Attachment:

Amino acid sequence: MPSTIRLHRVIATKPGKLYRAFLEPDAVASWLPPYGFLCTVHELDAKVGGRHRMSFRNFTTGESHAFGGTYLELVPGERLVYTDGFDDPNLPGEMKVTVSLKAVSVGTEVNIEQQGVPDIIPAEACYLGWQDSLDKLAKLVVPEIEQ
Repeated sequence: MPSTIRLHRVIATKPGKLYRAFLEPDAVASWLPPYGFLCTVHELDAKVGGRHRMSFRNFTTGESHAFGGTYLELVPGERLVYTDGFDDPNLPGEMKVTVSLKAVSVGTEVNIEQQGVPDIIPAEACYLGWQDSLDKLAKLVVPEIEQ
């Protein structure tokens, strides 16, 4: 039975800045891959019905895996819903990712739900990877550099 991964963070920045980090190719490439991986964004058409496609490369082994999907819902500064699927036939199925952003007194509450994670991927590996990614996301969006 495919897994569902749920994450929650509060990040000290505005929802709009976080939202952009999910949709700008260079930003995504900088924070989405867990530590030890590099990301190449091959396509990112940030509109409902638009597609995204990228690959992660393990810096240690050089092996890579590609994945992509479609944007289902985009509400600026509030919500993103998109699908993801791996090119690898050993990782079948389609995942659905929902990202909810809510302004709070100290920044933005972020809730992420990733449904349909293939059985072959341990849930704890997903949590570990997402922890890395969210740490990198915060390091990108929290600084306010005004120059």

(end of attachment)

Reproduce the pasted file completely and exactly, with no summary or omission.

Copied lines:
Amino acid sequence: MPSTIRLHRVIATKPGKLYRAFLEPDAVASWLPPYGFLCTVHELDAKVGGRHRMSFRNFTTGESHAFGGTYLELVPGERLVYTDGFDDPNLPGEMKVTVSLKAVSVGTEVNIEQQGVPDIIPAEACYLGWQDSLDKLAKLVVPEIEQ
Repeated sequence: MPSTIRLHRVIATKPGKLYRAFLEPDAVASWLPPYGFLCTVHELDAKVGGRHRMSFRNFTTGESHAFGGTYLELVPGERLVYTDGFDDPNLPGEMKVTVSLKAVSVGTEVNIEQQGVPDIIPAEACYLGWQDSLDKLAKLVVPEIEQ
């Protein structure tokens, strides 16, 4: 039975800045891959019905895996819903990712739900990877550099 991964963070920045980090190719490439991986964004058409496609490369082994999907819902500064699927036939199925952003007194509450994670991927590996990614996301969006 495919897994569902749920994450929650509060990040000290505005929802709009976080939202952009999910949709700008260079930003995504900088924070989405867990530590030890590099990301190449091959396509990112940030509109409902638009597609995204990228690959992660393990810096240690050089092996890579590609994945992509479609944007289902985009509400600026509030919500993103998109699908993801791996090119690898050993990782079948389609995942659905929902990202909810809510302004709070100290920044933005972020809730992420990733449904349909293939059985072959341990849930704890997903949590570990997402922890890395969210740490990198915060390091990108929290600084306010005004120059």